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Five-Element Reaches Out to Serve the Community
In 2006, a student at the Institute of Taoist Education and Acupuncture (ITEA) approached the administration about an idea for his senior project.
Who is Your Ideal Patient?
Being in a healthcare practice requires you to think critically about many things including your equipment, techniques, documentation, financial goals, and the retention of clients and staff.
Case Studies and Answer Analysis for NCCAOM Exam in Foundation of Oriental Medicine
Case studies are very common for acupuncture school students, either in class exams or during taking the national board exam. Most test takers feel they have no idea where they should start and how they should start to analyze those complicated cases.
Time for World-Wide Growth
Acupuncture is the organically growing around the world. The legislative body in Quatar has said acupuncture is "okay." The United States has five states to go to have every state recognized and regulated.
The Liver: The Official of Planning
The Liver, with its paired Official, the Gall Bladder, belongs to the Element Wood within us. Wood grants us the power of birth – new beginnings, growth, breaking through boundaries and surging forward. It is the vigorous, exuberant energy of the spring season.
Chiropractic Needs a Lesson in Education
The American Chiropractic Association has launched a campaign, The National Medicare Equality Petition, to enact federal legislation that would achieve full physician status for DCs in Medicare.
The Good, the Bad and the Successful in Social Marketing
You might be thinking, "social marketing, don't you mean social media?" No, I mean social marketing. Every day, I keep reading, hearing and learning more and more about the changes happening in social media.
Shoulder Rehab: The Gait Connection
Shoulder problems can be difficult to rehab completely for several reasons. The shoulder is made up of several joints that must function together smoothly to provide the extreme mobility that is possible and necessary for many activities.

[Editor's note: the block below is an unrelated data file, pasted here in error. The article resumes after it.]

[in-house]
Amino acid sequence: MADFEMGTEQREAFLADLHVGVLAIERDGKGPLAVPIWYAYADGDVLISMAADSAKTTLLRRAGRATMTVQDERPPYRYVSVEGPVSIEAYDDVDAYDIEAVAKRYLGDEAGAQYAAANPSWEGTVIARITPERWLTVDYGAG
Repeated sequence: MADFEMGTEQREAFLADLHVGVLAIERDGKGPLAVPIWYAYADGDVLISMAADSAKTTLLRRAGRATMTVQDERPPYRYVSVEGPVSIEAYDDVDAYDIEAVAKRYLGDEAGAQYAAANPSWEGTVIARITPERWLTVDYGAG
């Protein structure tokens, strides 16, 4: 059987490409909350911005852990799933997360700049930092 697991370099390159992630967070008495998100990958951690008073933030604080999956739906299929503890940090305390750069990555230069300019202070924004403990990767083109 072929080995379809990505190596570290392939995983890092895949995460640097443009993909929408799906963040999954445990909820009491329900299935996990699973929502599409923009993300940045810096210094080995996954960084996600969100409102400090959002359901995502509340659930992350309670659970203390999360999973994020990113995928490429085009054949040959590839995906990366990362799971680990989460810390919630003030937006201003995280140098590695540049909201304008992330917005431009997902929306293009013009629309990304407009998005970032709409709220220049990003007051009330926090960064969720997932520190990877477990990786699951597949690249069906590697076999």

Introducing the Dynamic Chiropractic Digital Edition
In response to the changing habits of our readers, Dynamic Chiropractic is proud to introduce a digital edition of the publication beginning with the July 2016 issue.
Day in the Life of an Advanced- Practice DC (Pt. 2)
Let's continue our Q&A with Stephen Perlstein, DC, APC, chair of the New Mexico Chiropractic Association PAC and president of the American Academy of Chiropractic Physicians. Part 1 of this interview appeared in the May 1 issue.
Acupuncture at a Pain Clinic
Introduction: Pain is the most comprehensive human experience. The experience of pain is associated with the somatic, emotional and social impact. Pain has not only somatic symptoms, but also psycho-social dimension, especially in case of chronic pain.
Bring on the Bitters
Out of all the possible flavor choices with foods, such as sweet, sour, salty, and umami (deliciousness), which would you choose first? Bitter, though not as enjoyable, is also a flavor.
Immunotherapy: Where Molecular Medicine Crosses Into Holistic Thinking
Immunotherapy, and its promise as a cancer treatment, has been in the news a lot in the last few years, and for good reason. Real shifts are happening in oncology and exciting researchers, clinicians, and patients.
Are Herbs Useful for Chronic Pain?
The human nervous system is what makes us special, but our greatest strength also makes us vulnerable: witness the growing incidence of chronic addictions, anxiety, depression, sleep disorders and chronic pain syndromes.
The Eight Extraordinary Confluent Points
The eight extraordinary confluent points are a very popular set of acupuncture points in the modern practice of acupuncture. They are also called the intersection, meeting, command, opening, master, and the flowing and pooling points of the eight extraordinary vessels.